By Victoria Costello
Over a decade ago, at age 17, my son Alex lost his ability to finish a whole sentence, wear shoes, get even a half night’s sleep, or face the other kids at school. After getting Alex to a psychiatrist for a mental health evaluation I learned that, like the majority of parents, I hadn’t recognized earlier signs of psychological trouble in my child. Other essential information I was missing was a complete family mental health history. As psychology researcher Dr. Terrie E. Moffitt of Duke University told me later, “Family history can make the difference between ‘treat now’ or ‘wait and see’.”
One problem keeping this valuable information secret for many is the stigma surrounding mental illness. Going back through three generations with the help of Alex’s psychiatrist, I learned that the alcoholism, drug use and erratic behaviors of my father and sister were likely signs of undiagnosed mental disorders. This knowledge put Alex’s symptoms in a different light, his doctor explained. She recommended a brief course of antipsychotic medication and two years of psychotherapy—treatment which brought my son to a full recovery for what turned out to be early signs of psychosis. With early intervention, mental illness is stoppable, even preventable.
Here are the top ten things a parent can do to safeguard a child’s mental health
1. Chart a “tree” of your family mental health history going back three generations, and include all known or suspected mental disorders and addictions. Use the US Surgeon General’s online form ( familyhistory.hhs.gov) for recording and storing this information and make it a shared family project to maintain it.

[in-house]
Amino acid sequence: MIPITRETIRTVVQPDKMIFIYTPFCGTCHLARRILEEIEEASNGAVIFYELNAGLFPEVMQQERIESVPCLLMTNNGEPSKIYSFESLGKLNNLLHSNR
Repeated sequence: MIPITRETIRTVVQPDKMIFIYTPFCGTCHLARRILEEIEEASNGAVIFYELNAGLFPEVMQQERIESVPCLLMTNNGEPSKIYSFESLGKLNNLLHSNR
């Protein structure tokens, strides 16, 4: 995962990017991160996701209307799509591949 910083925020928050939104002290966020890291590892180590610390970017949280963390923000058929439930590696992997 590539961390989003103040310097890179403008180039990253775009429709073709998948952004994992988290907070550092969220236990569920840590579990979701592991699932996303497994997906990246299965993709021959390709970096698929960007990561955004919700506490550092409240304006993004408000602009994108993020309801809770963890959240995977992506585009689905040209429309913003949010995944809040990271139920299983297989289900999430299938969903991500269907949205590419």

2. Plan your pregnancies! And strongly consider your mental and emotional health before and during pregnancy. If you are currently on an antidepressant, talk to a mental health professional before deciding whether to go off or stay on it during pregnancy. Medication may pose fewer risks to your child than would your severe depression.
3. Learn about toxic environmental agents that may cause miscarriages, birth defects or developmental problems later in childhood. A good web resource for the latest information on everything from chickenpox to plastic bottles is the March of Dimes (www.marchofdimes.com)
4. Take paternal risk factors into account Children of men over 50 are at a higher risk for schizophrenia and autism. A man’s alcohol intake and drug use at any age is also associated with higher miscarriage rates.
5. Fix Mom first Think of your actions as an act of prevention for your child’s mental health. If your child already has similar symptoms, new research (from Columbia University) has shown that by treating the mother, a depressed or anxious child will get better too—without direct treatment.
6. Monitor your child’s behavior for early symptoms If there is a high density of any one mental illness in your family history, learn about the early signs for that disorder; for example, social withdrawal for depression, and keep a log of your child’s behaviors.
7. Normalize feelings As soon as your child begins to recognize and name her own thoughts and feelings, start an age-appropriate conversation about how people’s minds and hearts work. This “normalization” of differences makes it more likely that your child will confide any future psychological problems to you and be less inclined to stigmatize others.
8. Have Zero Tolerance towards Bullying Whether your child is the victim or the bully, and even if your child begs you not to make a fuss, understand that the potential psychological damage (including suicide) if the abuse continues is far worse than any temporary embarrassment.
9. Make Self Esteem a Family Priority Self-esteem has gotten a bad rap because it’s been confused with having an inflated sense of one’s positive qualities and abilities. True self-esteem is the basis of emotional resiliency, which gets severely tested at several points in childhood—especially around early parent-child separations and the tween years.
10. Build up your Family and Community Support System Down the street or online, don’t isolate, socialize. Ask for help and offer it to other moms and dads.